Clovis only made stone tools for about 300 years

The Clovis, some of North America's oldest inhabitants, probably only made stone tools for about 300 years, new research shows.

Keith Randall-Texas A&M • futurity
Oct. 23, 2020 ~5 min

archaeology science-and-technology early-humans ancient-history stone-tools north-america

Did early humans cook with hot springs before fire?

Evidence of hot springs near sites where ancient hominids settled long before the control of fire suggests early humans may have used them for cooking.

U. Copenhagen • futurity
Sept. 22, 2020 ~7 min

food science-and-technology early-humans hot-springs

Do stone tools put humans in America 30K years ago?

Researchers say DNA from stone tools from in a Mexican cave suggests humans first arrived in America about 15,000 years earlier than previously thought.

Michael Skov Jensen-Copenhagen • futurity
July 23, 2020 ~5 min

dna archaeology migration science-and-technology early-humans caves stone-tools north-america

‘Modern’ tools weren’t from Neanderthals, after all

Scientists thought Neanderthals might have created tools from a cave in what's now Bulgaria, but new research shows Homo sapiens may deserve credit.

James Devitt-NYU • futurity
May 11, 2020 ~6 min

neanderthals science-and-technology early-humans stone-tools

Modern humans and Neanderthals share tangled genetic past

New research adds to growing evidence that our ancestors interbred with Neanderthals not just once, but over and over again throughout history.

Charlotte Hsu-Buffalo • futurity
April 7, 2020 ~4 min

dna evolution neanderthals science-and-technology early-humans ancient-history

Oldest human genetic data may expand our ‘family tree’

The oldest human genetic data ever recovered could shed light on the evolution of our ancestors and clarify the branches of the human family tree.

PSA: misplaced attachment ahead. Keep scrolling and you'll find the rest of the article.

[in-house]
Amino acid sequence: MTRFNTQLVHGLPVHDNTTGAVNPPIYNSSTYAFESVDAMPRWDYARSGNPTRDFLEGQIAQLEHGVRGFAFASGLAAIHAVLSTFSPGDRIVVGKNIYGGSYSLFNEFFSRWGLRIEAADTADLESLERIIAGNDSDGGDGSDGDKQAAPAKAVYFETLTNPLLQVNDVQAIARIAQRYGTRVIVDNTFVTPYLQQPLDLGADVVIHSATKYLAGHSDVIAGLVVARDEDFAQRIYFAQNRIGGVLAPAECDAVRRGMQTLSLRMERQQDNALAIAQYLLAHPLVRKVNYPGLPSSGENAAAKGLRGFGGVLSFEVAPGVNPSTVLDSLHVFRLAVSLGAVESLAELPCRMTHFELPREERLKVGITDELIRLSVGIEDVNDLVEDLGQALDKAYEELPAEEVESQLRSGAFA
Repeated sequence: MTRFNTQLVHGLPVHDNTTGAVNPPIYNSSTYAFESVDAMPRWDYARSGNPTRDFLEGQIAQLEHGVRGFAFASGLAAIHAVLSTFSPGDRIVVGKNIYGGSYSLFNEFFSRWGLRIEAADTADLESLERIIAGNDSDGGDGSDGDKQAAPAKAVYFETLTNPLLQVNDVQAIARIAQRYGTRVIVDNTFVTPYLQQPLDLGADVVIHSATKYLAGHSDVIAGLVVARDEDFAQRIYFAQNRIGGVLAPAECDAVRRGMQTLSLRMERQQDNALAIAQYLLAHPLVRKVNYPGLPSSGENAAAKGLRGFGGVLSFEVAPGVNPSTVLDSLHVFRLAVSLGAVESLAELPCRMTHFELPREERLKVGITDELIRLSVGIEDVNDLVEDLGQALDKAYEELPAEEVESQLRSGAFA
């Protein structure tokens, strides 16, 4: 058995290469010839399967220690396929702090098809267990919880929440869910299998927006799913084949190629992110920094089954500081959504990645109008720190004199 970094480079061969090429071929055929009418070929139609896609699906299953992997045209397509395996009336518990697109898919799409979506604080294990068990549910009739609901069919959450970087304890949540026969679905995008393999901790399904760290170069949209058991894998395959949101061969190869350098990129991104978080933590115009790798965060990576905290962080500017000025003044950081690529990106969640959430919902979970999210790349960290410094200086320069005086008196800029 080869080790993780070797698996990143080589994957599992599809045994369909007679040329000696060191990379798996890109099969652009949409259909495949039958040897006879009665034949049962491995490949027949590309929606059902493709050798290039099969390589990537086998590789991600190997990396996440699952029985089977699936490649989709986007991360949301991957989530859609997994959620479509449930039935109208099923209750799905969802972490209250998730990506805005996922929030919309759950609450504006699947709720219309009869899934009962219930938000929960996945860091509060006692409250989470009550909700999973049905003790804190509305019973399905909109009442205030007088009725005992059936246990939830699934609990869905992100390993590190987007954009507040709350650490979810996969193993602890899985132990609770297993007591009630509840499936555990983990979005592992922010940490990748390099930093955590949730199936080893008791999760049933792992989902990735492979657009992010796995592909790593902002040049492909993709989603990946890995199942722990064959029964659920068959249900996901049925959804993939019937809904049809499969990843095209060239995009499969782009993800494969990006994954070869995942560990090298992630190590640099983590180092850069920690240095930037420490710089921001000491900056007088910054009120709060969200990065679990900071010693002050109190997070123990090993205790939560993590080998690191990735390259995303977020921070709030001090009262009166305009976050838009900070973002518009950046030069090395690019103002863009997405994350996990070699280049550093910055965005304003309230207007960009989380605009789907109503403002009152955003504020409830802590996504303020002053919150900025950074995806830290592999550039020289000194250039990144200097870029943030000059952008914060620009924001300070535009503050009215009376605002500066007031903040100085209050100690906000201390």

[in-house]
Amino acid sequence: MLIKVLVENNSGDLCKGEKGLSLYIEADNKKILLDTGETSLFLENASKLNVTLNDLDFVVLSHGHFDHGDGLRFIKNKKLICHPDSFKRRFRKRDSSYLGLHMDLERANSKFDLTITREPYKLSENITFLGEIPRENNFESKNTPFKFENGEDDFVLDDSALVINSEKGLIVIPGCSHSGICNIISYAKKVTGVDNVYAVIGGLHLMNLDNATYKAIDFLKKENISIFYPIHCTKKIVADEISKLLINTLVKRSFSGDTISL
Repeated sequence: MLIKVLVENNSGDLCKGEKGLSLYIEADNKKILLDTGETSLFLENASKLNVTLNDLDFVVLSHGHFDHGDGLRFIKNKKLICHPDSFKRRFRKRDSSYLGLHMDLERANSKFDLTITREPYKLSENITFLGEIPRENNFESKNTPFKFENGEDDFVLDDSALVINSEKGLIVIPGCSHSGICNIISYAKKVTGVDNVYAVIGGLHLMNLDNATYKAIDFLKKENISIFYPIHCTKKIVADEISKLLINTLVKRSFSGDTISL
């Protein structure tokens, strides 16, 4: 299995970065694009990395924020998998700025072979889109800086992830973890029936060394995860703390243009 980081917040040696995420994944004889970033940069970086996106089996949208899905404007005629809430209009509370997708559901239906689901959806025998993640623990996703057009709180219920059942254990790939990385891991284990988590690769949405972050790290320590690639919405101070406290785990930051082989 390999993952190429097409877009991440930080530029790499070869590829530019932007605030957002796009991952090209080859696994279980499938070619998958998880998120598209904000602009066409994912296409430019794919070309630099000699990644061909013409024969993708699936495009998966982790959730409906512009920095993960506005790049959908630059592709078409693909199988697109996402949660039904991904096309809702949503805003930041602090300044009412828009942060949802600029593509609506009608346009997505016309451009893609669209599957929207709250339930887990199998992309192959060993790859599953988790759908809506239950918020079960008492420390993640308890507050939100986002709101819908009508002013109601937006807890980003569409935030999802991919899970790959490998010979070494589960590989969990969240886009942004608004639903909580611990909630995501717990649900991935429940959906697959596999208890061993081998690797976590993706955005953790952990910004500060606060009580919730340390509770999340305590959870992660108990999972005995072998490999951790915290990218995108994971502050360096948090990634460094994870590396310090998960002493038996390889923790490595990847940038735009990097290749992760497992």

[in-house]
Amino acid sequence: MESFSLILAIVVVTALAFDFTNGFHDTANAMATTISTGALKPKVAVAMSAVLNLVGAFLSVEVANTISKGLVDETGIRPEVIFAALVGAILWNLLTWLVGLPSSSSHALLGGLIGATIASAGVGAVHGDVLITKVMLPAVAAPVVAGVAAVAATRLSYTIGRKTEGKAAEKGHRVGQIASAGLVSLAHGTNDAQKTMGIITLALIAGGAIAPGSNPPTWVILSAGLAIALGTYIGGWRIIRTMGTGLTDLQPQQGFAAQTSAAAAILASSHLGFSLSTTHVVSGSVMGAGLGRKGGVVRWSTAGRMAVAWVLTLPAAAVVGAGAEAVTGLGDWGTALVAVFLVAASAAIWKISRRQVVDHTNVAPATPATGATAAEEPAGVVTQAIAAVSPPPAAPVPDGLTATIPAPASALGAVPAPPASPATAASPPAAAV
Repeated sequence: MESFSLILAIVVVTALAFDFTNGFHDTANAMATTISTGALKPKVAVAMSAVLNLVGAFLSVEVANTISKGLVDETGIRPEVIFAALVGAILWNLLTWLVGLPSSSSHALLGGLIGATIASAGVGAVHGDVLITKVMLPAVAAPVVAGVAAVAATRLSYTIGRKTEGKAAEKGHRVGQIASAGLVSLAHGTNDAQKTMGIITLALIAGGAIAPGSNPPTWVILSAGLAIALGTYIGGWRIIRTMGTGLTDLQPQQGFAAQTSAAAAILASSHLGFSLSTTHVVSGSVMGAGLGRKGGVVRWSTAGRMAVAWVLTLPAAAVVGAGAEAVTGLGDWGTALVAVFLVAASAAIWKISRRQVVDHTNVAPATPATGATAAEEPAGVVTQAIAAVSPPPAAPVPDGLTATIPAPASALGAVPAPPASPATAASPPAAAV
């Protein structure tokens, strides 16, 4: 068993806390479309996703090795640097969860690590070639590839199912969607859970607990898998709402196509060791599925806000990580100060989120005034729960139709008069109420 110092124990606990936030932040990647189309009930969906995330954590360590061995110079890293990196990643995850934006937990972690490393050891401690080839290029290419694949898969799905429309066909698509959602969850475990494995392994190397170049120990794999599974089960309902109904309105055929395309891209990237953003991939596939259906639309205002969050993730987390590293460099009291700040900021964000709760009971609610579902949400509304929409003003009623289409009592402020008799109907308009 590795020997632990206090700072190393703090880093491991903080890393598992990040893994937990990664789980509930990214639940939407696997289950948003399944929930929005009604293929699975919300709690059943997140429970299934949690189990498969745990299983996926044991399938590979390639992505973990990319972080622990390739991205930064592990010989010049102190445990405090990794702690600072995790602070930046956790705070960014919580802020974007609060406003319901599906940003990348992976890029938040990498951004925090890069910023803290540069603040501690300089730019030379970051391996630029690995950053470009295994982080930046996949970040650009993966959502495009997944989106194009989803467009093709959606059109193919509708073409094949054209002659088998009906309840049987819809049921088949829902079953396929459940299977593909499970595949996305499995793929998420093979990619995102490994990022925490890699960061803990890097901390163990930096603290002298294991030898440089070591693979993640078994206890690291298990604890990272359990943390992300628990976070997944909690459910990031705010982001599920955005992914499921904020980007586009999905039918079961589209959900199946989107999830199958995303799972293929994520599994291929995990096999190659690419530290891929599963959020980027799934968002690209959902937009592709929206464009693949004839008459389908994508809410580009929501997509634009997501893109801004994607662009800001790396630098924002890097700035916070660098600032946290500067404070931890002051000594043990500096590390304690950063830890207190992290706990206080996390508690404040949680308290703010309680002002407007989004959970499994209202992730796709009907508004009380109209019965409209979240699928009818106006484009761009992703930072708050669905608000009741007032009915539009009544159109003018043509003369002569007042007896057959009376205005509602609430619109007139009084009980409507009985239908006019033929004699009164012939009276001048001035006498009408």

Mathias Traczyk-Copenhagen • futurity
April 2, 2020 ~6 min

dna evolution neanderthals fossils science-and-technology early-humans

Tests suggest our ancestors could’ve eaten super hard food

Tests with orangutan teeth indicate that our early human ancestors could have eaten some really hard plant parts.

Talia Ogliore-WUSTL • futurity
Jan. 27, 2020 ~5 min

evolution food teeth orangutans science-and-technology early-humans seeds

Evidence in Java says humans and Homo erectus didn’t overlap

Dating sediment from a cave in Java leads scientists to conclude that ancient humans and Homo erectus didn't meet.

U. Queensland • futurity
Jan. 6, 2020 ~4 min

fossils indonesia science-and-technology early-humans

Did disease buy time before Neanderthal extinction?

A new theory about Neanderthal extinction points to disease transmission as the culprit—both for their end, and for why it came about so slowly.

Ker Than-Stanford • futurity
Nov. 11, 2019 ~5 min

neanderthals extinction society-and-culture immune-systems early-humans

Why glue isn’t proof of Neanderthal smarts

Neanderthals made birch bark glue, which has been considered evidence of their sophistication. But what if it's actually super easy to make?

Kathleen Hamilton-NYU • futurity
Oct. 22, 2019 ~3 min

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